I wonder if forwarding these spam text messages to your carrier’s SPAM (7726) account, do they in turn report it to the FTC or do we still have to do that ourselves?

    • jiubreyn says:

      That’s a great question. I think at the very least they’re working the block those numbers.

  12. BorkBorkBork says:

    Be careful where you post your phone number as well. I’ve listed some items on Craigslist with my cell number attached and have received text spam from that.

    Luckily, I only post my Google Voice # which can easily block numbers from calling/texting.

    • I just blue myself says:

      I also use my Google Voice number any time I have to enter in a phone number online. I only need to check it about once a day for missed calls but I don’t get disturbed from those “You just won an Ipad 2!!!!!!!!!!” text messages.

  13. chizu says:

    I’ve been getting more and more spam text messages lately and it’s beyond frustrating. Sometimes they come at wee hours, like 3 in the morning, or 7am.

    There’s actually another one that I’ll have to call Tmo about. It’s something call lovetips.com (something like that), what happens is, you get a message about how you could text back to subscribe to their services (get 3 messages per week about love!). Most people would ignore it (which I did), and within 3 minutes, you’ll get another message telling you that you subscribed to their services and you’ll be charged $9.99 per month.

    I went online and did a little research on these guys, apparently a lot of people went on months without realising they were charged the $9.99 because you don’t actually get these “love tips”. And when you think you ignored the initial message they wouldn’t sign you up automatically, but they do. Watch out for these spams.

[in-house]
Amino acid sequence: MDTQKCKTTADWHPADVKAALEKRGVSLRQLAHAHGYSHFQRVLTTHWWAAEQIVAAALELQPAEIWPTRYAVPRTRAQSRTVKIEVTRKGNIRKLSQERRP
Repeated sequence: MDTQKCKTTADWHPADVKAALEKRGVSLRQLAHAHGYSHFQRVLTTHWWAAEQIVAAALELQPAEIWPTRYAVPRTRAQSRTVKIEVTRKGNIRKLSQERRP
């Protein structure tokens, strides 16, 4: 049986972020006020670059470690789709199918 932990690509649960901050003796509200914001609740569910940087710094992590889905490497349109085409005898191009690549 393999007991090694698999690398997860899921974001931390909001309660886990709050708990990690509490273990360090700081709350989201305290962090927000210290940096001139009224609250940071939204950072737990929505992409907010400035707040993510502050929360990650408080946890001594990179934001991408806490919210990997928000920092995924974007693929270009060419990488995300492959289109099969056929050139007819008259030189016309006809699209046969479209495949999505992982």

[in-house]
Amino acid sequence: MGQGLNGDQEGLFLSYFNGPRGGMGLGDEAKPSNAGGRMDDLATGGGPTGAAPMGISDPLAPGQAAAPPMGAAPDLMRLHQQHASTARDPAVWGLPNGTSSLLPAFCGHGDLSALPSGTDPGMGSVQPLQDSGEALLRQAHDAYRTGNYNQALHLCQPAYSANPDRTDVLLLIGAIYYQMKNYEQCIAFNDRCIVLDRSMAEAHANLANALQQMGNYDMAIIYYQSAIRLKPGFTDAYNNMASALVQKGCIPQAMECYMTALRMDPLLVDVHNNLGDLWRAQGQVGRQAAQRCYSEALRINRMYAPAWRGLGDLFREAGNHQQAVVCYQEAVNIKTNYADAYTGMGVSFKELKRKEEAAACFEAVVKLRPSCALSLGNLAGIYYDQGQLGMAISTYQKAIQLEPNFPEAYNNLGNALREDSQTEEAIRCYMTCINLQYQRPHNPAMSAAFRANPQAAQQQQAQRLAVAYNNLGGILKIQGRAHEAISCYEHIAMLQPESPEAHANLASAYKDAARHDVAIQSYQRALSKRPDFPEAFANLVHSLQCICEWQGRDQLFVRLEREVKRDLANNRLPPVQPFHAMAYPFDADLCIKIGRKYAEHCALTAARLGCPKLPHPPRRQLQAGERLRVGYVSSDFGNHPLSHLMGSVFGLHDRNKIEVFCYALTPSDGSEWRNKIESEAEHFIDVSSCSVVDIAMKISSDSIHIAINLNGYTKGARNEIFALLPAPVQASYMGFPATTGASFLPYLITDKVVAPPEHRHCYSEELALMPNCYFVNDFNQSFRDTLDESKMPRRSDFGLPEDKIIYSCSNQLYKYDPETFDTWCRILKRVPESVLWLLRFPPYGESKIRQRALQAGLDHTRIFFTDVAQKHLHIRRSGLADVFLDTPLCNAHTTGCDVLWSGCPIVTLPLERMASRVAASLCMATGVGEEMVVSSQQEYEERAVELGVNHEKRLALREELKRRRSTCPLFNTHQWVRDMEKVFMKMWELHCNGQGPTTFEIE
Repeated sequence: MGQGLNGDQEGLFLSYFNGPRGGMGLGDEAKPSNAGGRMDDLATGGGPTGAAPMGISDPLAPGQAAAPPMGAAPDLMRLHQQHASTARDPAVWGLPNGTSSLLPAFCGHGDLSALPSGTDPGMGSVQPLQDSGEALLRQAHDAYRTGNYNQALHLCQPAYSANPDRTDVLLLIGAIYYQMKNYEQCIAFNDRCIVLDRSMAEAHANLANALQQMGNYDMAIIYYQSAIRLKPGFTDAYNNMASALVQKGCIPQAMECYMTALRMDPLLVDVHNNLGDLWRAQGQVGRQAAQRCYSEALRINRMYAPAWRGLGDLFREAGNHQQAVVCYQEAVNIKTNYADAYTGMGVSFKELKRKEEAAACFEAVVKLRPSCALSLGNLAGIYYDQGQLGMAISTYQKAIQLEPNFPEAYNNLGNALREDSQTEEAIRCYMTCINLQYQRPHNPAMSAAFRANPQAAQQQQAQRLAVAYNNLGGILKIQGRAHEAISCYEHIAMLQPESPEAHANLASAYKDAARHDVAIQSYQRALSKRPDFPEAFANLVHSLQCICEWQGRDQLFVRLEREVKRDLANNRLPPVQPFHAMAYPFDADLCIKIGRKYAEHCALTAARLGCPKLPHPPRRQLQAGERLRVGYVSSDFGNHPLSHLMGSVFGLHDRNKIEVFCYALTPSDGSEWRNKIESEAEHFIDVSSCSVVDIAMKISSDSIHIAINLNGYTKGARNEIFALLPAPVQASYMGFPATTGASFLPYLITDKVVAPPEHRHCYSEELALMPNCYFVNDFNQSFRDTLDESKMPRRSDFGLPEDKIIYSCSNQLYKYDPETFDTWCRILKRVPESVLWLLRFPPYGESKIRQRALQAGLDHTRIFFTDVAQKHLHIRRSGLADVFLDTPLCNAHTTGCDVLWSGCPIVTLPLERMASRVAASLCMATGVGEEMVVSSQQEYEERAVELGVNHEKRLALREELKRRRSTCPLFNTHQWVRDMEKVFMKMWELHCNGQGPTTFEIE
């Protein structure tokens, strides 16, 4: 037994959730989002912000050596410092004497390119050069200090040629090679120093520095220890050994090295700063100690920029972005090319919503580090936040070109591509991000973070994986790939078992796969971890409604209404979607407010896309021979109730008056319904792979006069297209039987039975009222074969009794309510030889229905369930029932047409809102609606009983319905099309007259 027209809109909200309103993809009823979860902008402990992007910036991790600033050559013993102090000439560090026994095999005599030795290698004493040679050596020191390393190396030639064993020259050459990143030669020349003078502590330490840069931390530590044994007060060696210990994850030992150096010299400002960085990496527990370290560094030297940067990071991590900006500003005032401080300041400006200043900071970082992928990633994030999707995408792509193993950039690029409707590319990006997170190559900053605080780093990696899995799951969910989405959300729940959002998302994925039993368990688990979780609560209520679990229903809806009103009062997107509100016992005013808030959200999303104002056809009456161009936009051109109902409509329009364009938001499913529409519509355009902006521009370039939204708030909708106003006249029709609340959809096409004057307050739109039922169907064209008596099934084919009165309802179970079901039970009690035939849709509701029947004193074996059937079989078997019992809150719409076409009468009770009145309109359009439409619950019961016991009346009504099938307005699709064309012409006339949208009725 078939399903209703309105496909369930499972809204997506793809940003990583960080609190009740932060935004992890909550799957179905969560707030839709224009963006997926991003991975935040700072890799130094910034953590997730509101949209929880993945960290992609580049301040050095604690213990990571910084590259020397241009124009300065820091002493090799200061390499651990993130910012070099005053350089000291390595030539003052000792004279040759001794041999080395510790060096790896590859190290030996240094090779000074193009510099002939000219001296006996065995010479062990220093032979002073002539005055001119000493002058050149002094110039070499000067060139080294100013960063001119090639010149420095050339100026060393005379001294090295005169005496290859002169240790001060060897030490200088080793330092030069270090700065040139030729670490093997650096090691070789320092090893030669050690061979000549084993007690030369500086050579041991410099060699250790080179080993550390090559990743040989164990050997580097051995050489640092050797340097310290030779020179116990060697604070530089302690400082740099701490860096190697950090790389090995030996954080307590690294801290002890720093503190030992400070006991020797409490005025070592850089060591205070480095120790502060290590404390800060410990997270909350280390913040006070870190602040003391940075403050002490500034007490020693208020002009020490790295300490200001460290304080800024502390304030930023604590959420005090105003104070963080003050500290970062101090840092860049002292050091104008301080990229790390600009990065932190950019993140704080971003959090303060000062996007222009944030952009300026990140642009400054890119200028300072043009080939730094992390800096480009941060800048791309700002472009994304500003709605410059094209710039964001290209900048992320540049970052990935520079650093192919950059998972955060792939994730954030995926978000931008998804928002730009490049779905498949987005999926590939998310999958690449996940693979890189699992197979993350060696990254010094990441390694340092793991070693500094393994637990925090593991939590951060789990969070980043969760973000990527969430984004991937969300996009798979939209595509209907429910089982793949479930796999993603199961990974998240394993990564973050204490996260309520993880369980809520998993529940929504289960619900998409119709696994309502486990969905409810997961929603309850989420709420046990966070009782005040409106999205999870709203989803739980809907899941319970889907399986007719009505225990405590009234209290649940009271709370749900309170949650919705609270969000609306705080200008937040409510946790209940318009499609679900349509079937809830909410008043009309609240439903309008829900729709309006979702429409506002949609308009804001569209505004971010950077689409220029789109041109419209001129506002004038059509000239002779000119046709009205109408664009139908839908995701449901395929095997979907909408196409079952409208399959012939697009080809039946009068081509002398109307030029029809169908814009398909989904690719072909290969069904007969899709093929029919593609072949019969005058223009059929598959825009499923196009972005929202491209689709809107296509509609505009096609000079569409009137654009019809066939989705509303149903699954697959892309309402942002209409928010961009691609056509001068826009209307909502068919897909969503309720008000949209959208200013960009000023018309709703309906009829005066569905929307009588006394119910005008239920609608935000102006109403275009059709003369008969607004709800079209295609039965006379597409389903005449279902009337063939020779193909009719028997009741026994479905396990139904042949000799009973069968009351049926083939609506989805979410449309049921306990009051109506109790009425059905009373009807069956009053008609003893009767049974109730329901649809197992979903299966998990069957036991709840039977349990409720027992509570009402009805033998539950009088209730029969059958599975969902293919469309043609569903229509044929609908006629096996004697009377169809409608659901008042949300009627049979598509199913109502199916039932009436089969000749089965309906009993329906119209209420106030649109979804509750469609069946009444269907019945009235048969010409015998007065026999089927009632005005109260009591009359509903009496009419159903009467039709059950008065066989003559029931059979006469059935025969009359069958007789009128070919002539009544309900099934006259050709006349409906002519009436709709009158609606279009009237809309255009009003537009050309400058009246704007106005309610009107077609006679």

14. alexwade says:

    The fundamental problem is that spammers still do what they do because IT WORKS! People are stupid enough to actually click on links and order Canadian drugs. People still fall victim to phising attacks. People still click on links they think will show some outrageous video. If it didn’t work, spam would die. Until then, ain’t nothing going to stop it.

  15. Lyn Torden says:

    Browser FAIL … if it does more than just render HTML and CSS from a website, and has function calls for Javascript and Flash to access more than just the screen.

  16. Malik says:

    Is this primarily a smart-phone issue? I have ahd a cell phone for years and never once got a spam text message.

    Now, I am stingy with my number. I give it to friends and work contacts only. I do not indulge in any services that rely on my cell phone number (send a ringtone to your phone, etc)

    I just want to know how I am avoiding it so I can keep it up

  17. dangermike says:

    “The Federal Trade Commission says it received around 2,600 complaints about text spam in 2011.”

    The last couple of times I raised complaints, I received letters saying nothing could or would be done.

    “But AT&T says it knows of one group of spammers responsible for more than 20 million violations.”

    And? They just let them?

  18. cbutler says:

    I sent Comsumerist information about this how if you get random facts from a text and don’t reply back “Stop” it will bill your phone bill $10 each time. It’s a total scam. when I called the phone company out they were all too quick to reimburse me on it. How do thy allow that crap in the first place?

  19. Boo LaRue says:

    Don’t believe that Google Voice numbers will protect you from this because they won’t. Just two days ago I received one through my Google voice number, which is only used for business matters.

  20. FedoraFetish says:

    4.5 billion spam texts and only 2,600 people (at most) sent in a complaint? I find that hard to believe. I sent in a complaint the first time I got spammed, but now I get them so frequently that I don’t bother anymore.